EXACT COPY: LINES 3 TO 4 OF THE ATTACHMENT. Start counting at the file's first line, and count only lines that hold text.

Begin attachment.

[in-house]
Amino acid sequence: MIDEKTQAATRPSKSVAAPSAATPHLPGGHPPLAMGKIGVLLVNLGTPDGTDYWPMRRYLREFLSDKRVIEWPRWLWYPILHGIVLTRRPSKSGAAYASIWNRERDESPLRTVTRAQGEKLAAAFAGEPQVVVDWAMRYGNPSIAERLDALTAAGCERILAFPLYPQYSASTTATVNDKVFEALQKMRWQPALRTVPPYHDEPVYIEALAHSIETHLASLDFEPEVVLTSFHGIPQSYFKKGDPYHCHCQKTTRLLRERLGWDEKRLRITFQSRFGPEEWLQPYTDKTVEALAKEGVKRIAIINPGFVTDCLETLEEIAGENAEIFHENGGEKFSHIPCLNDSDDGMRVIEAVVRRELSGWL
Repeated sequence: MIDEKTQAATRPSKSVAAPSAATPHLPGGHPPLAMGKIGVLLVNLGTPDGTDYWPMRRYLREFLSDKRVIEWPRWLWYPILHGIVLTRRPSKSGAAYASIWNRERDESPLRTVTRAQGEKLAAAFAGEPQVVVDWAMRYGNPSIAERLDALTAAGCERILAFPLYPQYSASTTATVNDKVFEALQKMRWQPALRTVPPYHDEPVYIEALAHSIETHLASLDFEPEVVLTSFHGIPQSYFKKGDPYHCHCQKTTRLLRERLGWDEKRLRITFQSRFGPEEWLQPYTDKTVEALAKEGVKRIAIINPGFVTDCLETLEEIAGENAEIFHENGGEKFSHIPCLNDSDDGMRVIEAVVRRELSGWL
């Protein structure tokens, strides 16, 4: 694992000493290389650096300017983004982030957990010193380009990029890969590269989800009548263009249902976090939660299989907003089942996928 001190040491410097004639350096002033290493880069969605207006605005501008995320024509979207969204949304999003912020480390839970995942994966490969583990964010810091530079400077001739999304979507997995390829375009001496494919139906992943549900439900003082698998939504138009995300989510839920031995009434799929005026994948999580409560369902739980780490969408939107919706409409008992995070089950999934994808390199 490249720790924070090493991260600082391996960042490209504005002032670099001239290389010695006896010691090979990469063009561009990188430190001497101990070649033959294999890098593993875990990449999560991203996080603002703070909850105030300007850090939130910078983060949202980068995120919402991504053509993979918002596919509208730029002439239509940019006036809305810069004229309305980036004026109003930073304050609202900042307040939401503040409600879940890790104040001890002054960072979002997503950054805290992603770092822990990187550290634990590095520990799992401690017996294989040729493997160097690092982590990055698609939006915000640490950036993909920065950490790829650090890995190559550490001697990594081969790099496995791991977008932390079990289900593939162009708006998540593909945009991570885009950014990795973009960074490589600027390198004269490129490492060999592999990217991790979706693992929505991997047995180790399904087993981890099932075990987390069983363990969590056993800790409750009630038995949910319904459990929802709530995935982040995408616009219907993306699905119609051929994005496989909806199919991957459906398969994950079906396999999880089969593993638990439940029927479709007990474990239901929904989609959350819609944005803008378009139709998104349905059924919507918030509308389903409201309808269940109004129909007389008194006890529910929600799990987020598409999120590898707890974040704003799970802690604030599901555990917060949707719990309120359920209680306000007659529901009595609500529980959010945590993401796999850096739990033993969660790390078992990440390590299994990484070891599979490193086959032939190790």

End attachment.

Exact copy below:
Repeated sequence: MIDEKTQAATRPSKSVAAPSAATPHLPGGHPPLAMGKIGVLLVNLGTPDGTDYWPMRRYLREFLSDKRVIEWPRWLWYPILHGIVLTRRPSKSGAAYASIWNRERDESPLRTVTRAQGEKLAAAFAGEPQVVVDWAMRYGNPSIAERLDALTAAGCERILAFPLYPQYSASTTATVNDKVFEALQKMRWQPALRTVPPYHDEPVYIEALAHSIETHLASLDFEPEVVLTSFHGIPQSYFKKGDPYHCHCQKTTRLLRERLGWDEKRLRITFQSRFGPEEWLQPYTDKTVEALAKEGVKRIAIINPGFVTDCLETLEEIAGENAEIFHENGGEKFSHIPCLNDSDDGMRVIEAVVRRELSGWL
């Protein structure tokens, strides 16, 4: 694992000493290389650096300017983004982030957990010193380009990029890969590269989800009548263009249902976090939660299989907003089942996928 001190040491410097004639350096002033290493880069969605207006605005501008995320024509979207969204949304999003912020480390839970995942994966490969583990964010810091530079400077001739999304979507997995390829375009001496494919139906992943549900439900003082698998939504138009995300989510839920031995009434799929005026994948999580409560369902739980780490969408939107919706409409008992995070089950999934994808390199 490249720790924070090493991260600082391996960042490209504005002032670099001239290389010695006896010691090979990469063009561009990188430190001497101990070649033959294999890098593993875990990449999560991203996080603002703070909850105030300007850090939130910078983060949202980068995120919402991504053509993979918002596919509208730029002439239509940019006036809305810069004229309305980036004026109003930073304050609202900042307040939401503040409600879940890790104040001890002054960072979002997503950054805290992603770092822990990187550290634990590095520990799992401690017996294989040729493997160097690092982590990055698609939006915000640490950036993909920065950490790829650090890995190559550490001697990594081969790099496995791991977008932390079990289900593939162009708006998540593909945009991570885009950014990795973009960074490589600027390198004269490129490492060999592999990217991790979706693992929505991997047995180790399904087993981890099932075990987390069983363990969590056993800790409750009630038995949910319904459990929802709530995935982040995408616009219907993306699905119609051929994005496989909806199919991957459906398969994950079906396999999880089969593993638990439940029927479709007990474990239901929904989609959350819609944005803008378009139709998104349905059924919507918030509308389903409201309808269940109004129909007389008194006890529910929600799990987020598409999120590898707890974040704003799970802690604030599901555990917060949707719990309120359920209680306000007659529901009595609500529980959010945590993401796999850096739990033993969660790390078992990440390590299994990484070891599979490193086959032939190790």